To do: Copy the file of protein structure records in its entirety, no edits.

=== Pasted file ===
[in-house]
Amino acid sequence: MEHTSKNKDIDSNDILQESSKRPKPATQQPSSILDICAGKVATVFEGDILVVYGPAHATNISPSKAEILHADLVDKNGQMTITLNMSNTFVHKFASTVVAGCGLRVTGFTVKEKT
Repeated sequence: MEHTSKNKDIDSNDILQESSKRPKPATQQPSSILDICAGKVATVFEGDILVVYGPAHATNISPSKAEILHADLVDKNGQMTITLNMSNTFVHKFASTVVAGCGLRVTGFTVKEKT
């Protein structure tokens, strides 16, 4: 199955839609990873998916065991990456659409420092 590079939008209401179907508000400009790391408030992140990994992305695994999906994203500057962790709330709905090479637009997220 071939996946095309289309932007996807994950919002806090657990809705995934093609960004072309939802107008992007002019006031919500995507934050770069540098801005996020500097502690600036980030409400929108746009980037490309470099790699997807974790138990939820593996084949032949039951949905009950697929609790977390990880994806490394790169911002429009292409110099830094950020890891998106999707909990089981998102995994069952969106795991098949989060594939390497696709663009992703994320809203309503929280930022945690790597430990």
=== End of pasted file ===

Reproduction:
[in-house]
Amino acid sequence: MEHTSKNKDIDSNDILQESSKRPKPATQQPSSILDICAGKVATVFEGDILVVYGPAHATNISPSKAEILHADLVDKNGQMTITLNMSNTFVHKFASTVVAGCGLRVTGFTVKEKT
Repeated sequence: MEHTSKNKDIDSNDILQESSKRPKPATQQPSSILDICAGKVATVFEGDILVVYGPAHATNISPSKAEILHADLVDKNGQMTITLNMSNTFVHKFASTVVAGCGLRVTGFTVKEKT
């Protein structure tokens, strides 16, 4: 199955839609990873998916065991990456659409420092 590079939008209401179907508000400009790391408030992140990994992305695994999906994203500057962790709330709905090479637009997220 071939996946095309289309932007996807994950919002806090657990809705995934093609960004072309939802107008992007002019006031919500995507934050770069540098801005996020500097502690600036980030409400929108746009980037490309470099790699997807974790138990939820593996084949032949039951949905009950697929609790977390990880994806490394790169911002429009292409110099830094950020890891998106999707909990089981998102995994069952969106795991098949989060594939390497696709663009992703994320809203309503929280930022945690790597430990």